To put it concisely, “Don’t Worry, He Won’t Get Far on Foot” is warm, messy, oddly hilarious, and sometimes heartbreaking. Just like life.
The film is directed by Gus Van Sant (“Drugstore Cowboy”) and is the latest piece to come out of Amazon Studios. “Don’t Worry, He Won’t Get Far on Foot” stars Joaquin Phoenix and Jonah Hill, with a sparkling supporting cast featuring Jack Black, Rooney Mara, and Carrie Brownstein. With this title under their belt, Amazon Studios furthers solidifies its place as a powerhouse for festival darling films.
“Don’t Worry, He Won’t Get Far on Foot” is based on the memoir of American cartoonist, John Callahan. The film tells the story of Callahan’s life leading up to and following a life-changing and devastating automobile accident that renders him a quadriplegic. On his road to sobriety, Callahan wrestles with his inner-demons while also finding a new lease on life through his newly-discovered love of drawing cartoons. He grasps his pen between two shaking hands and creates controversial, sardonic drawings that uplift those around him as much as they lift his own spirits out of darkness.
As far as John Callahan, the man, “Don’t Worry, He Won’t Get Far on Foot” does a fine job in accurately portraying the life of this highly unusual, highly provocative individual. As a biopic, it is a standout for raw portrayals and allowing the unique circumstances to speak louder than the siren song of “artistic liberties”.
Above all, “Don’t Worry, He Won’t Get Far on Foot” is an actor’s movie. This film lives and dies by incredibly strong performances. Honestly, this is some of the best acting I’ve seen in years and one of the strongest ensembles in recent memory. Joaquin Phoenix gives a very raw performance as Callahan. Hilarious and heartbreaking. Jack Black, Rooney Mara, and Carrie Brownstein, even in their smaller capacities, bring so much color to this film. Each role feels absolutely essential, regardless of the screentime offered to it.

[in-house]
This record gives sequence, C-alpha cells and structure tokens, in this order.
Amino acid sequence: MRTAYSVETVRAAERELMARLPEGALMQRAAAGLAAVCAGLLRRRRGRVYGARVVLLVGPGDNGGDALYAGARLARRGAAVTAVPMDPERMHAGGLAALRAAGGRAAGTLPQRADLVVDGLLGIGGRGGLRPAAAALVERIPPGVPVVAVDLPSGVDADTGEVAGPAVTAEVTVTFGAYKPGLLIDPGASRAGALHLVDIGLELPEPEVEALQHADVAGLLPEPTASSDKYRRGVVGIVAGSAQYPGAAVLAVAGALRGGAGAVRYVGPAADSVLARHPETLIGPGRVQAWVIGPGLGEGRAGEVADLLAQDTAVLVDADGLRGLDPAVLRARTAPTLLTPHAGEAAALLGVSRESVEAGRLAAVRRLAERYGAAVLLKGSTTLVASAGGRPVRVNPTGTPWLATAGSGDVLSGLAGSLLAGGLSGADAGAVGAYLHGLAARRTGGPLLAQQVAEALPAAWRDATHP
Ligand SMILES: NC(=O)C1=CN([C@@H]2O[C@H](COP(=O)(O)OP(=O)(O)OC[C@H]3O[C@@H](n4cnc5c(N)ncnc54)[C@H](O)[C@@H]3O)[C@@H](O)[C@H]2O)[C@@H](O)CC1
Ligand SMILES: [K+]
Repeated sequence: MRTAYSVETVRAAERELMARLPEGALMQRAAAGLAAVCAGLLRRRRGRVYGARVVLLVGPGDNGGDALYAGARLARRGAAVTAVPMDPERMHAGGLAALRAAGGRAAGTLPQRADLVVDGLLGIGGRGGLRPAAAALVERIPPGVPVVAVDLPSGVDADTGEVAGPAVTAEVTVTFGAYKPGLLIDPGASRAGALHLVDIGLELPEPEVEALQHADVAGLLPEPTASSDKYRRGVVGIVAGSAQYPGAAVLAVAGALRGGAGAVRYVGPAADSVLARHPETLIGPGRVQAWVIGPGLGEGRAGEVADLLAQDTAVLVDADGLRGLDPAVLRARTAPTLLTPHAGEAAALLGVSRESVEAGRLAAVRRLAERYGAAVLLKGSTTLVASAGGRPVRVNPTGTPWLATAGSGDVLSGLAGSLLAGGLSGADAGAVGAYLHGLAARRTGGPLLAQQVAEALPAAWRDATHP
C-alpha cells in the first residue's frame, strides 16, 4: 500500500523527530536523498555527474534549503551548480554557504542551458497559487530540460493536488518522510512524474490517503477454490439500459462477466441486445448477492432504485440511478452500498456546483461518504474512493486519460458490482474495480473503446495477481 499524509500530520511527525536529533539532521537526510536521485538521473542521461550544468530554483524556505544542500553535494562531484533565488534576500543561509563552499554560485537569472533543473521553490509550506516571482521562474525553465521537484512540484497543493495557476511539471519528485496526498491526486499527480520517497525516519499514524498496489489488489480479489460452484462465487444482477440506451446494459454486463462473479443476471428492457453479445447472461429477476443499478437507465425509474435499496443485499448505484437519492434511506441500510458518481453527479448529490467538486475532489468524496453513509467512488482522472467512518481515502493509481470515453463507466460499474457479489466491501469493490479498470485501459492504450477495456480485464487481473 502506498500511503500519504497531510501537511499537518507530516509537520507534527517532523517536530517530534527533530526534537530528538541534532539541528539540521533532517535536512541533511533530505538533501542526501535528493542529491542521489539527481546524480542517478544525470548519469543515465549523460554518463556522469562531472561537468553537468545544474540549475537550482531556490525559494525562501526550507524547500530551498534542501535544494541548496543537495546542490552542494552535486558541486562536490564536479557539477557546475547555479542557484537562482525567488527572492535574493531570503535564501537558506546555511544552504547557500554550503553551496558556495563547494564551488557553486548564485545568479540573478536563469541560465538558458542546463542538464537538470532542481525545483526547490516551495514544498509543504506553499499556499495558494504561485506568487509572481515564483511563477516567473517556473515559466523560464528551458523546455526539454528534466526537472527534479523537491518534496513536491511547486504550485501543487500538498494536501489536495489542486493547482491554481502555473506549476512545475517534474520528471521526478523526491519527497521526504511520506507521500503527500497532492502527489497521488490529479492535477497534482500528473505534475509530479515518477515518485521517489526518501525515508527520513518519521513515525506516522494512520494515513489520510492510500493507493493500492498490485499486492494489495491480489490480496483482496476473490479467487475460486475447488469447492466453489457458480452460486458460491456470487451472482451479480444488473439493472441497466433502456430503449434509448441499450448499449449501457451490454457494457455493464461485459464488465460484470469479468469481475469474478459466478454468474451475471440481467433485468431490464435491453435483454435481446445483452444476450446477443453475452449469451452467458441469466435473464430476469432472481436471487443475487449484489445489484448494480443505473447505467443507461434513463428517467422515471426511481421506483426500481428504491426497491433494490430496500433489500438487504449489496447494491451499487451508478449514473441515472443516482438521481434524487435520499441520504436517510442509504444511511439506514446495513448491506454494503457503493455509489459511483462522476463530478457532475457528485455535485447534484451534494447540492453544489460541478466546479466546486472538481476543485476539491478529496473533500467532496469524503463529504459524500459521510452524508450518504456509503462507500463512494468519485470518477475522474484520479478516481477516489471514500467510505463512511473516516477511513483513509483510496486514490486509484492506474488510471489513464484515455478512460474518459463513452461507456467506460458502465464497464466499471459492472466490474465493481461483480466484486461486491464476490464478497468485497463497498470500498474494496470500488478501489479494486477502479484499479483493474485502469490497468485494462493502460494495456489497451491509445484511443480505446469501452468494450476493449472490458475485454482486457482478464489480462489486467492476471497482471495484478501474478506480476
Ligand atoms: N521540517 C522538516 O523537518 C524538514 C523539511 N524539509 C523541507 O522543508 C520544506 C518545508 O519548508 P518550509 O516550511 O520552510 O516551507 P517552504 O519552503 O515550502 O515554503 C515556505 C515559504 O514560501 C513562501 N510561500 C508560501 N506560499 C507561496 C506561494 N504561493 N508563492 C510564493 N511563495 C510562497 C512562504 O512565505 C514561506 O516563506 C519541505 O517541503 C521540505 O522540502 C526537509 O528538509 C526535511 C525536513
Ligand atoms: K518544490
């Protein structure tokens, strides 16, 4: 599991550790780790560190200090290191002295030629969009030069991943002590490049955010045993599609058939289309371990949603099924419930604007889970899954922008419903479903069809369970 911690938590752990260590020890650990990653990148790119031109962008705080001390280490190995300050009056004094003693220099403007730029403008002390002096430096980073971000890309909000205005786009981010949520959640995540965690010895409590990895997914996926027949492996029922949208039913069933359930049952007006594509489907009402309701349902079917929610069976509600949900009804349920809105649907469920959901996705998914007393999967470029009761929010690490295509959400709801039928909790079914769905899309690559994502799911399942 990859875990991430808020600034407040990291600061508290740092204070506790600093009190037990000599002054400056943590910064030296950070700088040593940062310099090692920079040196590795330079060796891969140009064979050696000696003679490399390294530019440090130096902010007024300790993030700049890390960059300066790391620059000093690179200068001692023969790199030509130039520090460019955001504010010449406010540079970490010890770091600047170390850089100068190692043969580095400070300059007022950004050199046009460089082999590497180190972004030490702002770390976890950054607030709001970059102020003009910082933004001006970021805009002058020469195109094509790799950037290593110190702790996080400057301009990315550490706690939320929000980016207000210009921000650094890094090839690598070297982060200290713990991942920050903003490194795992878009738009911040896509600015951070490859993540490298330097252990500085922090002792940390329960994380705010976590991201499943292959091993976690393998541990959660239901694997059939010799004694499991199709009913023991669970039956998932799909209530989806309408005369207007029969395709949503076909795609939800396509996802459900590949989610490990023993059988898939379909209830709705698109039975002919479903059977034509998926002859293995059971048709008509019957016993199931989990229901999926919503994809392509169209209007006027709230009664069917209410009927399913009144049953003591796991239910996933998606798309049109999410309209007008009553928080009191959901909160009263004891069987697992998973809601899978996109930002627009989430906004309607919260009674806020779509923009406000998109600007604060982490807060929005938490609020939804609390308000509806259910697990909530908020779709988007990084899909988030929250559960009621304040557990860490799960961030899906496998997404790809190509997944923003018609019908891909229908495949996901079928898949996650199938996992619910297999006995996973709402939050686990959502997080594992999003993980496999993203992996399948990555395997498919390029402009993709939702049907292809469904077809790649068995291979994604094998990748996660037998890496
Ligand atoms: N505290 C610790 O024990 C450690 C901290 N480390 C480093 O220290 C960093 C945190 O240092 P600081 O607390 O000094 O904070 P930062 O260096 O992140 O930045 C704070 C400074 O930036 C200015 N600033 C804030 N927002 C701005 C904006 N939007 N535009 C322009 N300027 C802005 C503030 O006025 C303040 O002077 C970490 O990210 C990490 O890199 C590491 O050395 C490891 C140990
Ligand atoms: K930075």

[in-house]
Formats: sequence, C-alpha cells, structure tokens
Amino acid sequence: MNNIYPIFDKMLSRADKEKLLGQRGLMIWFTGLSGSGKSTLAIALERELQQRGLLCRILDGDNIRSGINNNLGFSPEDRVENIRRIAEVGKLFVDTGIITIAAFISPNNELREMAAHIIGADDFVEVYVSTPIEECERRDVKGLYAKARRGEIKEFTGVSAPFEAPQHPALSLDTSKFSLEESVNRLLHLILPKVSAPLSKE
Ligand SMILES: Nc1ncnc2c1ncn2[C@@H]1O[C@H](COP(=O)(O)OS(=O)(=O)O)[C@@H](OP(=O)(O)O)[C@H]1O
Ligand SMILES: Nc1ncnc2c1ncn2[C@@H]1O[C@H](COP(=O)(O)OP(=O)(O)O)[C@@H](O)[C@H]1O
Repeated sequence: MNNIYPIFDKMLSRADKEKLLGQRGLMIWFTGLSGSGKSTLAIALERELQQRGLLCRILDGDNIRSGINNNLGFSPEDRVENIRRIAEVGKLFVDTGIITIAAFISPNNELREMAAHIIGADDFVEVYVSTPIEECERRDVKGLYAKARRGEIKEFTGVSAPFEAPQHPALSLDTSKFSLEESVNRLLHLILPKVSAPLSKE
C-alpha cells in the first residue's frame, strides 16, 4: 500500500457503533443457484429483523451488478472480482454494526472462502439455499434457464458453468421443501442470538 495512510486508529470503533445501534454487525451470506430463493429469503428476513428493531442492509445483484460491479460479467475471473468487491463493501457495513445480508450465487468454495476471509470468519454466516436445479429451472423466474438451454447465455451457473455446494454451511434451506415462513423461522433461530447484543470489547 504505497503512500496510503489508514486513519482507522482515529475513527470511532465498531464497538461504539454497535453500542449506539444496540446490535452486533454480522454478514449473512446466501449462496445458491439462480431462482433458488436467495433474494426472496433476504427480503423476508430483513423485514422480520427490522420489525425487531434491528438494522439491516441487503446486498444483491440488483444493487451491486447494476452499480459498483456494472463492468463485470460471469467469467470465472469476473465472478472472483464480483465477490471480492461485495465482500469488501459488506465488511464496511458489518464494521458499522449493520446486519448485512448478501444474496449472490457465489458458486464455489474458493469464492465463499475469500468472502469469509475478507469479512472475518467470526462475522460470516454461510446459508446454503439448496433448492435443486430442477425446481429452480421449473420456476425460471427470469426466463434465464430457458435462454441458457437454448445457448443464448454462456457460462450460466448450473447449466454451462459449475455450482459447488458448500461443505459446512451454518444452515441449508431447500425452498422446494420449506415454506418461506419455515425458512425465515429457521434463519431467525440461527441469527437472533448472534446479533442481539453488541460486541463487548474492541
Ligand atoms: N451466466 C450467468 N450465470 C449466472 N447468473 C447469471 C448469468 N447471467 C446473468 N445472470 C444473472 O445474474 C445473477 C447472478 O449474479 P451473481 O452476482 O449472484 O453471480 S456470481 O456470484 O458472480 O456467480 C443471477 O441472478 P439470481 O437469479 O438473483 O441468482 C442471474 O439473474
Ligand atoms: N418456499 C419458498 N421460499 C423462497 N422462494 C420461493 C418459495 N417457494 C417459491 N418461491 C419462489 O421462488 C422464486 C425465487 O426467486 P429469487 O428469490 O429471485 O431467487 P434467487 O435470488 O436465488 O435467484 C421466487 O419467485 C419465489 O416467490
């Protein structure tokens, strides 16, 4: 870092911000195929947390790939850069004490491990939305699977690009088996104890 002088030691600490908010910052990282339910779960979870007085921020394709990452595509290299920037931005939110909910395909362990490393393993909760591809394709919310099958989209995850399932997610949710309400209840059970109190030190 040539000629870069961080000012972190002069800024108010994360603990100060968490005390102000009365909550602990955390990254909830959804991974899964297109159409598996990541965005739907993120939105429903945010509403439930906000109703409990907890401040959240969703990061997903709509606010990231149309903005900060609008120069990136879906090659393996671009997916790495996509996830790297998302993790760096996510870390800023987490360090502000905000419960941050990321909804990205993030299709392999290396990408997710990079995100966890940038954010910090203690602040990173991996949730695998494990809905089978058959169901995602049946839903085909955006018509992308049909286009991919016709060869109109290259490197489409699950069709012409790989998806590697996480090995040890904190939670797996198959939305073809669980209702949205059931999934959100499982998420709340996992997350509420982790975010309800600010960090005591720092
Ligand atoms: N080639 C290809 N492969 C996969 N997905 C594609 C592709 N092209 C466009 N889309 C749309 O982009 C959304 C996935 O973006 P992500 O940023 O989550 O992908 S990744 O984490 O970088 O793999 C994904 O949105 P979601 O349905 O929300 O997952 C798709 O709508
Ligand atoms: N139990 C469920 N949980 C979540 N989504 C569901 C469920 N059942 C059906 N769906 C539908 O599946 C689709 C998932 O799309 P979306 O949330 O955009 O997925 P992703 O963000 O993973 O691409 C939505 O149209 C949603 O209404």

However, Jonah Hill absolutely and without a doubt steals the show. I hope the studio bought insurance for all that scenery Hill was chewing up. Not to say that the performance is at all overdone, this is absolutely the best use of Jonah Hill’s talents. So goddamn funny and totally magnetic. I could have watched him all day.
A filmmaking element in “Don’t Worry, He Won’t Get Far on Foot” that I was really digging is the way the story is presented. It’s not a chronological telling. It’s also not a fluid narrative connected by obvious flashbacks. We move seamlessly between moments in Callahan’s life. We get snippets from a speech. Long, coherent scenes. Punctuations of images from previous and future events and peeks at his drawings. “Don’t Worry, He Won’t Get Far on Foot” isn’t telling a story.
It’s allowing the viewer to feel the emotional current of the journey. We feel what threads connect and we allow it to pull us through these events.
What can I say about the mechanics of the film? Great cinematography. Wonderful writing with this fantastic tone that just feels like Callahan. It’s a fascinating subject presented in the most authentic way imaginable, short of just following the man himself around with a camera.
“Don’t Worry, He Won’t Get Far on Foot” is nothing short of triumphant. I give it the heartiest recommendation and urge you to see this film, as soon as possible.
“Don’t Worry, He Won’t Get Far on Foot” is in theaters July 20.
Caitlin is a lean, mean writing machine based in Austin, TX. Her love of film began when she was shown “Rosemary’s Baby” way too early in life. Bylines include The Financial Diet and Film Inquiry. Caitlin is a member of the Online Association of Female Film Critics and the Women Film Critics Circle.